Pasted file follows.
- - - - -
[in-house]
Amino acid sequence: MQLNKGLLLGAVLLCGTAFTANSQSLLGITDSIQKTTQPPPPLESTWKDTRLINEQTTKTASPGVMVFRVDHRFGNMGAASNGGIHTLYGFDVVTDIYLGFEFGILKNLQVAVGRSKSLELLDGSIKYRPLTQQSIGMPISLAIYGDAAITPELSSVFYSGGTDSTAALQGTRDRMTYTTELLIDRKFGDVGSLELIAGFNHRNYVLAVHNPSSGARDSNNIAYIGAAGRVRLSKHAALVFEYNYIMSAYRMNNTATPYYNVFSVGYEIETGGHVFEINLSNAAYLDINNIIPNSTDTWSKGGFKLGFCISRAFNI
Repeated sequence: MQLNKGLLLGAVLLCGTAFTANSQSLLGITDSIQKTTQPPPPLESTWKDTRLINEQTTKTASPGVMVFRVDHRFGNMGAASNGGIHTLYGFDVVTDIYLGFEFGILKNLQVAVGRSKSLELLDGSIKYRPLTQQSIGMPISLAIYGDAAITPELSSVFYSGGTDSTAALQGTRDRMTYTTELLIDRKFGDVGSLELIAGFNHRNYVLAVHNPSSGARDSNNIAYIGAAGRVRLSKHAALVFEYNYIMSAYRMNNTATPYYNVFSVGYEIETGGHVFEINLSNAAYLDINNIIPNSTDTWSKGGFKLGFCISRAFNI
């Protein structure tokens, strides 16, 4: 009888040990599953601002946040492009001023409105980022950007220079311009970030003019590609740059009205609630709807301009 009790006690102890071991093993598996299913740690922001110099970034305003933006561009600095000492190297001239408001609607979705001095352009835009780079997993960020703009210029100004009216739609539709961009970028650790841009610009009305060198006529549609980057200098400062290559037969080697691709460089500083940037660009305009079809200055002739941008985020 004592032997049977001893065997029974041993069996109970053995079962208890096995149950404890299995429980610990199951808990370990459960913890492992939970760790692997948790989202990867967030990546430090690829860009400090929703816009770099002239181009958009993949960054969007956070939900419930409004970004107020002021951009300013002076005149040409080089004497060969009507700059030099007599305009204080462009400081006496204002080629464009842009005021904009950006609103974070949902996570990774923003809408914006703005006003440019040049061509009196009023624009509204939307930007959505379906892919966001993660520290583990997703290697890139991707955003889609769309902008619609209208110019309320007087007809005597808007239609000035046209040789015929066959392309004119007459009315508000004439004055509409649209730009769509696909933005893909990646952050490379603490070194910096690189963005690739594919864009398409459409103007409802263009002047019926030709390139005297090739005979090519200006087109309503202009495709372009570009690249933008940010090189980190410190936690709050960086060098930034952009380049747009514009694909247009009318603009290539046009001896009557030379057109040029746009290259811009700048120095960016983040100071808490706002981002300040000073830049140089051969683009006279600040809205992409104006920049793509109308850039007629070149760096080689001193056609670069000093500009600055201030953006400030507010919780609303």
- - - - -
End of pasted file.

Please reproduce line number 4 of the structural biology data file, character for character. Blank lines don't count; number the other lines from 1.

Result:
């Protein structure tokens, strides 16, 4: 009888040990599953601002946040492009001023409105980022950007220079311009970030003019590609740059009205609630709807301009 009790006690102890071991093993598996299913740690922001110099970034305003933006561009600095000492190297001239408001609607979705001095352009835009780079997993960020703009210029100004009216739609539709961009970028650790841009610009009305060198006529549609980057200098400062290559037969080697691709460089500083940037660009305009079809200055002739941008985020 004592032997049977001893065997029974041993069996109970053995079962208890096995149950404890299995429980610990199951808990370990459960913890492992939970760790692997948790989202990867967030990546430090690829860009400090929703816009770099002239181009958009993949960054969007956070939900419930409004970004107020002021951009300013002076005149040409080089004497060969009507700059030099007599305009204080462009400081006496204002080629464009842009005021904009950006609103974070949902996570990774923003809408914006703005006003440019040049061509009196009023624009509204939307930007959505379906892919966001993660520290583990997703290697890139991707955003889609769309902008619609209208110019309320007087007809005597808007239609000035046209040789015929066959392309004119007459009315508000004439004055509409649209730009769509696909933005893909990646952050490379603490070194910096690189963005690739594919864009398409459409103007409802263009002047019926030709390139005297090739005979090519200006087109309503202009495709372009570009690249933008940010090189980190410190936690709050960086060098930034952009380049747009514009694909247009009318603009290539046009001896009557030379057109040029746009290259811009700048120095960016983040100071808490706002981002300040000073830049140089051969683009006279600040809205992409104006920049793509109308850039007629070149760096080689001193056609670069000093500009600055201030953006400030507010919780609303």